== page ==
Album Review Wesley Gonzalez - Excellent Musician

Wesley Gonzalez - Excellent Musician

A gloriously singular solo debut from an artist whose personality shines through at every opportunity.

Rating:

If the purposefully wonky, working men’s club chintz of Wesley Gonzalez’s entirely guitar-shunning debut is sonically a leap away from the rough’n’raw DIY roots of his former outfit Let’s Wrestle, then the wilful outsider behind both projects remains the same. Whether waxing lyrical about libraries and charity shops on LW’s King Crimson-referencing 2008 debut LP ‘In The Court Of The Wrestling Let’s’, or opening a track with the phrase “When did you start living life as a cunt?” - as he does here on ‘Just The Same’ - Gonzalez is the kind of witty misanthrope who’s two parts Mark E. Smith, two parts Jarvis Cocker, straddling the bitter bastard-dom of the former and the deadpan playfulness of the latter in one wonderfully singular package. The record’s title, ‘Excellent Musician’, could be a boast or a piss take. It’s probably both.

Tumbling along on the kind of skronky keyboard lines that feel like being hurled around on a particularly rickety fairground ride, it’s an album that wears its idiosyncrasies on its sleeve – from the saxophones honks to of ‘Not That Kind of Guy’ to previous single ‘I Spoke To Euan”s lurching song structure. However, much like 80s cult favourites XTC (who Gonzalez almost certainly owes a knowing debt to), underneath the eccentricities, there’s an audible pop nouse.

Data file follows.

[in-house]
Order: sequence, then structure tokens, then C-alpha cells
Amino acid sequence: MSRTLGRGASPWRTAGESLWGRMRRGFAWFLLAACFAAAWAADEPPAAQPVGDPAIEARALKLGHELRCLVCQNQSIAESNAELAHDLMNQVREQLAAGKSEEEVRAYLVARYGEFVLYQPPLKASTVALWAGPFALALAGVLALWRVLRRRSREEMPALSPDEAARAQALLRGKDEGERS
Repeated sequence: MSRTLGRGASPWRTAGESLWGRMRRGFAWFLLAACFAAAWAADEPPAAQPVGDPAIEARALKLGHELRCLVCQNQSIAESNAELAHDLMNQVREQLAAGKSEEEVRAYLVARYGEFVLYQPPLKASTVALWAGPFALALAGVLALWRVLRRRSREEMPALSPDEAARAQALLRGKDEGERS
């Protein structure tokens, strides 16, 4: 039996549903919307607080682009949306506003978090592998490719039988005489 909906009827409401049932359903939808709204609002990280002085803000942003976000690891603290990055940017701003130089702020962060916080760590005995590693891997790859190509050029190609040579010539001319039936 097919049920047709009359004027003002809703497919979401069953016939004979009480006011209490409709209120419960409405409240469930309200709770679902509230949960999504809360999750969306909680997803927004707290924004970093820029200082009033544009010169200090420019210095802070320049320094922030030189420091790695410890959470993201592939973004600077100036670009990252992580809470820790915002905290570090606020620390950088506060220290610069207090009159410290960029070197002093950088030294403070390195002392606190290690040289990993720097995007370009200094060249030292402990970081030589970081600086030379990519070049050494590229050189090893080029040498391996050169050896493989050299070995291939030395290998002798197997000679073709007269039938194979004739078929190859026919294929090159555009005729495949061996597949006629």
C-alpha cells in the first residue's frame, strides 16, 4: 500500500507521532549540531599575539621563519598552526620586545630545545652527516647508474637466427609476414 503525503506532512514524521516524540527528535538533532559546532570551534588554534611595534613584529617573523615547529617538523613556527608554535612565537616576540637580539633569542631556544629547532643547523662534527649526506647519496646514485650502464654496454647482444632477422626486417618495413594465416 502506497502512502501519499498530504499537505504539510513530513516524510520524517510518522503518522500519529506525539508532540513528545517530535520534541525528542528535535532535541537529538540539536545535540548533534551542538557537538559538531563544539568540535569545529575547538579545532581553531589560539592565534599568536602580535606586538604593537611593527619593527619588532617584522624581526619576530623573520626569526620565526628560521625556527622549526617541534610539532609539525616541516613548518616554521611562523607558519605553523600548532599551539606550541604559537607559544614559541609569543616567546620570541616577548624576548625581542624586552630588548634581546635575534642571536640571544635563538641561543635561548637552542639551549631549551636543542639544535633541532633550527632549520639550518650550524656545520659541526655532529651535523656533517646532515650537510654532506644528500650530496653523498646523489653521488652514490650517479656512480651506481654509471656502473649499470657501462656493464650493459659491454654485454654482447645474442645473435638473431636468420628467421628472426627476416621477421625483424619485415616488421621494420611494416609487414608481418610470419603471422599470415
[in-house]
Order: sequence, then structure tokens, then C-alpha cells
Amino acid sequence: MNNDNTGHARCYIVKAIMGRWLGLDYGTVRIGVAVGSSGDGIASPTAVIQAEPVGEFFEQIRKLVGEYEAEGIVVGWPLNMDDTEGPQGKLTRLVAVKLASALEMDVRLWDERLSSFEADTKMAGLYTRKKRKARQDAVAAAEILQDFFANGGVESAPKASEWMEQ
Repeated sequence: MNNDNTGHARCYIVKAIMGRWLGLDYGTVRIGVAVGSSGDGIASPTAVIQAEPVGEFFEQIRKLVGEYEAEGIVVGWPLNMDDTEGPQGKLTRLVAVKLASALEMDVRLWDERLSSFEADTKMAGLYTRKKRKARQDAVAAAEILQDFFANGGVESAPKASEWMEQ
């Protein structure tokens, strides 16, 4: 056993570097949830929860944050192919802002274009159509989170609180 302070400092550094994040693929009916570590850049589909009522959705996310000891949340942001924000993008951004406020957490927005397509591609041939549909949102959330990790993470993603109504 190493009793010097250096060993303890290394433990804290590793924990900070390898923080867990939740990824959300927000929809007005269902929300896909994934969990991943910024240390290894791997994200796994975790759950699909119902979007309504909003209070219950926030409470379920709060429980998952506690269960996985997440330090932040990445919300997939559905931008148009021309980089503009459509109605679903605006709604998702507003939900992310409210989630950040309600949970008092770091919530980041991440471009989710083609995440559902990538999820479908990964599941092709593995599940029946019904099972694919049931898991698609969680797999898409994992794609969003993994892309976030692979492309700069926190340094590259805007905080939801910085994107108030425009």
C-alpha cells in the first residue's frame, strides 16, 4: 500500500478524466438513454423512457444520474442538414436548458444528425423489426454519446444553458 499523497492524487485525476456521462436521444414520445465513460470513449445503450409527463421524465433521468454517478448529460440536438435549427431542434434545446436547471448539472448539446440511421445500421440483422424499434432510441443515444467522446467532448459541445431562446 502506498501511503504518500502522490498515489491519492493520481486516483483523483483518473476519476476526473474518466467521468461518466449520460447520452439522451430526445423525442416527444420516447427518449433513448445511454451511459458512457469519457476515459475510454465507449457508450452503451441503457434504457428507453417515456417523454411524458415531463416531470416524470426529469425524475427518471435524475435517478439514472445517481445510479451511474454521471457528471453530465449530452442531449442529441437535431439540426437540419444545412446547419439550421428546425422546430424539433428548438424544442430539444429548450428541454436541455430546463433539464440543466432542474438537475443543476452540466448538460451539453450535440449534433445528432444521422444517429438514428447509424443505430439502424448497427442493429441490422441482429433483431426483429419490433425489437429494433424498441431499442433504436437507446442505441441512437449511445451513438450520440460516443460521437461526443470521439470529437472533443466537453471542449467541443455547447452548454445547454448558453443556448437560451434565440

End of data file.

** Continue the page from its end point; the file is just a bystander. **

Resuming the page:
‘I Am A Telescope’ is a paranoid ode to new love that sets crippling self-doubt (“I’m scared of hope/ I’m scared of change/ I’m scared of life/ I’m scared of my second name”) over an earworm melody you’ll be humming for days after. ‘Just A Piece Of Mind’ might find Gonzalez stream-of-consciousness rambling in its verses and railing against a frenemy who “treats [him] like [they’ve] never met before”, but its plink-plonk keyboards are classic as they come. ‘Cake On Your Birthday’, meanwhile, is a ballad from a bygone era – take away the lyrics about wringing necks, and you could be listening to a theme tune from an 80s sitcom.

Together, the whole thing wrings with a wry sense of humour, but it’s no joke. Where papier mache-headed maverick Frank Sidebottom was a genuine anarchist, channelling his strange vision through the medium of gold lametta curtains and an aesthetic that would very much confuse your nan, so Wes channels the vibe of the working men’s club compere, pint in one hand, mic clutched in the other, always just half a stout away from snapping. It’s a gloriously singular solo debut, secretly riddled with hooks, from an artist whose personality shines through at every opportunity.

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